UK Music is urging British MEPs to protect music-makers and the wider industry by backing crucial changes to copyright law.
The organisation’s chief executive Michael Dugher (pictured) is calling on them to back the proposed Copyright Directive following its approval by the European Parliament’s Legal Affairs Committee yesterday.
One of the key elements of the draft directive is Article 13, which creates a new legal framework to ensure that large online services pay creators and respect the content they use.
It was passed with a majority of 15 to 10 and will now go to an open vote at the European Parliament in early July.
Dugher said in a statement: ‘Companies like YouTube pay only a fraction of the royalties of other music services. Not only does this badly distort the development of the digital economy, but it also fundamentally denies music creators, and those that invest in them, fair financial rewards.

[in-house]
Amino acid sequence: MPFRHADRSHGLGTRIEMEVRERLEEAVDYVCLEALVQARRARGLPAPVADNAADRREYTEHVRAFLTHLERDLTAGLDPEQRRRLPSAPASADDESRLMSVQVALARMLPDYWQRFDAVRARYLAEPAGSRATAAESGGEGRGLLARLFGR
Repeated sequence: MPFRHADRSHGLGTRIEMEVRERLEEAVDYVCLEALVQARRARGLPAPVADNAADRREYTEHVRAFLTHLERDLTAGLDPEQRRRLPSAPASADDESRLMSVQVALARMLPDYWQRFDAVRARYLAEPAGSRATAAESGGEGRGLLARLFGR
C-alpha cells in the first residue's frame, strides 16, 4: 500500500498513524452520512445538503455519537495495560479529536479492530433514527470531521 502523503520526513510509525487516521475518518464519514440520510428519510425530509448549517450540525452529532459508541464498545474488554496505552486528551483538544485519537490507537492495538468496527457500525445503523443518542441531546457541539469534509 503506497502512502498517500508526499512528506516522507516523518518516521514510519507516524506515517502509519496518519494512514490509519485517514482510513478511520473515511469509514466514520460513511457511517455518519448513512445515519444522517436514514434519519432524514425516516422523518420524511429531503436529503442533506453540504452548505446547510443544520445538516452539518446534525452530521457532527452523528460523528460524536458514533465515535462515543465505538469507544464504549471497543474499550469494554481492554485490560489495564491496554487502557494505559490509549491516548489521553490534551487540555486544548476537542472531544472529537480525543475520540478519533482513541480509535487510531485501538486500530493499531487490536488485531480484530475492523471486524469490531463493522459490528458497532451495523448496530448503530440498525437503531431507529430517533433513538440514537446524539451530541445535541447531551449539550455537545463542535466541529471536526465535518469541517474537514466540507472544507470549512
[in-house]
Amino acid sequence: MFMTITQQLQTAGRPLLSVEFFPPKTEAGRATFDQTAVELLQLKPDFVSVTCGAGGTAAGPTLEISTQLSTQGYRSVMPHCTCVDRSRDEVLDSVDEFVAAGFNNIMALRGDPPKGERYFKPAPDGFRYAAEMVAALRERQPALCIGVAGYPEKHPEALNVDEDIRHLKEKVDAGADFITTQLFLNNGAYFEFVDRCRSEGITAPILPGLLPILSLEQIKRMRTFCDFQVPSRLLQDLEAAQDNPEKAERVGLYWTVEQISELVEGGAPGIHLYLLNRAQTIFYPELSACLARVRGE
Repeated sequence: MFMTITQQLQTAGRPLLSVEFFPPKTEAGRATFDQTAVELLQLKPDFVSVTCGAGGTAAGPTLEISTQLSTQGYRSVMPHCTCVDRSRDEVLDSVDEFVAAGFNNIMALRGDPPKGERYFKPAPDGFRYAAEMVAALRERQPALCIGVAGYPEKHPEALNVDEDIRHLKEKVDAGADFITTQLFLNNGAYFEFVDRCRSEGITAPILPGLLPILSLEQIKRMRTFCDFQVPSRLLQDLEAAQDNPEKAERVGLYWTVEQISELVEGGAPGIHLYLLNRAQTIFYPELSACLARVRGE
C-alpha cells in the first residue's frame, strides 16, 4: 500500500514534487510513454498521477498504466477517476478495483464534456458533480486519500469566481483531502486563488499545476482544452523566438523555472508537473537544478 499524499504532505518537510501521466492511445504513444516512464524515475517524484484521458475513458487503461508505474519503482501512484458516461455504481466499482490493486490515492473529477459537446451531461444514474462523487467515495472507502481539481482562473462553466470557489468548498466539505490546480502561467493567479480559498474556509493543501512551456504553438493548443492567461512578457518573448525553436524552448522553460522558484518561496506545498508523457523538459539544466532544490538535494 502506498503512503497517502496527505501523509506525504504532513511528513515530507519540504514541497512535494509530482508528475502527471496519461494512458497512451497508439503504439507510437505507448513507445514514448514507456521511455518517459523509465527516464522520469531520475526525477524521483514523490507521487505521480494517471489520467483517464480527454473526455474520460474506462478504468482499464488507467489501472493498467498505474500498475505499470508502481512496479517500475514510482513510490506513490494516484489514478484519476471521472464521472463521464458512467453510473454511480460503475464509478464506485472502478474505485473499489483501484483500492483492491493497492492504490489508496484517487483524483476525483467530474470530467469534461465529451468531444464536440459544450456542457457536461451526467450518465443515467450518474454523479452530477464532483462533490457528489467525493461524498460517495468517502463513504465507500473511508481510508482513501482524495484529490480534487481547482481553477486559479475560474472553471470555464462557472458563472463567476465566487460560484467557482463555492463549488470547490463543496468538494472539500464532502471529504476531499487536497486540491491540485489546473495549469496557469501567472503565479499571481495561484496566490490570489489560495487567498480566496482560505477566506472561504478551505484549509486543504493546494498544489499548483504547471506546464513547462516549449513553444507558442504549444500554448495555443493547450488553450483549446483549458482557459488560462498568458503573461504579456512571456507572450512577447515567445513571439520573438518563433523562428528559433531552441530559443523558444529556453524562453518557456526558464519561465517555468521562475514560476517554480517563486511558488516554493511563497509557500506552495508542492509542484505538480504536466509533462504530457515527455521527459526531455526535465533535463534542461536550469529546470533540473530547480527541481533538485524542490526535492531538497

‘Google’s YouTube have made a fortune from music content that has been created by others. This is one of the great scandals of the internet age and it has to stop now.
‘UK MEPs must now seize this opportunity to put this right. They should do the decent thing. We need to address the transfer of value and close the value gap once and for all.’
The UK music industry, including PRS for Music, has long campaigned to address the transfer of value issue, which has resulted in some digital platforms offering music without being fully licensed for the use of content, depriving creators and investors of music of revenue.